Make stellar images with the Bradford Robotic Telescope

Make stellar images with the Bradford Robotic Telescope

I didn't have to spend $10,000 on my own telescope to create this image of the Orion Nebula. Thanks to the Bradford Robotic Telescope it only cost me £3 (about $5). Created by scientists at the University of Bradford to support British primary and secondary schools, anyone can subscribe to their service and create dozens of images every month.

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Weekend Amateur: Using Nasa's SkyView virtual observatory to create stellar images

Weekend Amateur: Using Nasa's SkyView virtual observatory to create stellar images

There's no way I could afford my own 2.5 meter telescope, much less a mountain-top observatory. Thanks to Nasa and its SkyView virtual observatory, I created this image of the globular cluster Messier 3 using professional data from the Sloan Digital Sky Survey. You can too.

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Supernova Alerts

Supernovae and other short-lived, unpredictable cosmic events pose a challenge astronomers. They want to collect data during the earliest phases of the exposure, but critical hours or days may pass before anyone notices the event. The astronomy community has several alert systems that spread the word so professional and amateur astronomers alike can observe the stellar explosions.

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SalsaJ Astronomical Image Analysis App

SalsaJ was developed to let middle and high school students analyze real astronomical data in the classroom, but it also works as an accessible app for amateurs of all ages.

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TerraLook makes remote sensing easier for amateurs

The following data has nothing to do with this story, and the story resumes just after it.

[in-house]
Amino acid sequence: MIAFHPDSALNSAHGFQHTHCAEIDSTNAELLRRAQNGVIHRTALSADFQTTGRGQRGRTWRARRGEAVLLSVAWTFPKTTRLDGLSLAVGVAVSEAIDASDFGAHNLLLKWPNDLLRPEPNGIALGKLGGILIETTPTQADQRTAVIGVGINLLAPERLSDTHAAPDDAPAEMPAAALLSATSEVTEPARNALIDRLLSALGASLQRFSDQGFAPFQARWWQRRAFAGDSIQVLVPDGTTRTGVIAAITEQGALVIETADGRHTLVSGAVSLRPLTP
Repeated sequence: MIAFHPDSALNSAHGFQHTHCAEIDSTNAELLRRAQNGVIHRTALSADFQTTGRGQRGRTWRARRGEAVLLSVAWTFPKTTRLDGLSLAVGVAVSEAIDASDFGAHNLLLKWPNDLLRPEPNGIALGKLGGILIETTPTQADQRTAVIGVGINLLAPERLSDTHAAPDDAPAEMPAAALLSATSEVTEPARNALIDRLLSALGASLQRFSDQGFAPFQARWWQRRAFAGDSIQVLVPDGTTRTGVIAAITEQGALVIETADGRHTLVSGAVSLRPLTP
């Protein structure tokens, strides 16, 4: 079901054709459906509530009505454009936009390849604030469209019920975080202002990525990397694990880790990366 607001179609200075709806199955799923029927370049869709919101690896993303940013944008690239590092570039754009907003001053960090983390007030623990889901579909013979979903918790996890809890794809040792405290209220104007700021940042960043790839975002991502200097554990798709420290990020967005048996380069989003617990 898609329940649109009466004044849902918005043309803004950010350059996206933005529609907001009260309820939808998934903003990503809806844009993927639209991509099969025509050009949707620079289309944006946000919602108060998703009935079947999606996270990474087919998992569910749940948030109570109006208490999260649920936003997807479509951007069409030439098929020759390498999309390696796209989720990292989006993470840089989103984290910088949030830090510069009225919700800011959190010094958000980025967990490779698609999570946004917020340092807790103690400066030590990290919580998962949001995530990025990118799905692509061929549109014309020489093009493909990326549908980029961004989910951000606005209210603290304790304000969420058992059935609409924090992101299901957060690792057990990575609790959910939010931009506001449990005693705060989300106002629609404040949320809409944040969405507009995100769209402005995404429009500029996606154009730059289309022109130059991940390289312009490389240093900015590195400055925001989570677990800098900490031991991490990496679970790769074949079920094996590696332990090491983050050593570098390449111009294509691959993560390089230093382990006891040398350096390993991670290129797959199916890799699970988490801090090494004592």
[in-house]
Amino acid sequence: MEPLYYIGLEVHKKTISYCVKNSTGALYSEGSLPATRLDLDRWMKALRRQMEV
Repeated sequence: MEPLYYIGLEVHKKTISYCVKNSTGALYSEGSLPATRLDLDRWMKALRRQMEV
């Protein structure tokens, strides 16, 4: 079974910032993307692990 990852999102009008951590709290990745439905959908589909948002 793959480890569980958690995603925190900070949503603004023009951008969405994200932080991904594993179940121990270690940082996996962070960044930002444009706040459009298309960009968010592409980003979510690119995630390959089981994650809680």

The United States Geological Survey created TerraLook to make satellite imaging easier for people outside the remote sensing community. Using the raw data generated by LandSat and other remote sensing satellites requires training and expensive software. For most people - journalists, students, and other amateurs - a picture is all they need to illustrate a story, document conditions, or explain how things change over time. TerraLook makes it easier for them to use the forty year record of LandSat images. 

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Satellite Sentinel Project uses space to make a difference

The Satellite Sentinel Project uses satellite images to document human rights abuses and civilian casualties in South Sudan. Their analysis complements on-the-ground reports collected by the Enough Project and helps to raise awareness of atrocities committed by armed groups that prey on defenseless civilians.

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Simple Aurora Monitor

German amateur aurora-spotters Karsten Hanskul and Dirk Langenbach, frustrated with the space weather agencies’ imprecise aurora forecasts, decided to build their own aurora detector. They turned it into a kit, the Simple Aurora Monitor, so anyone could build one

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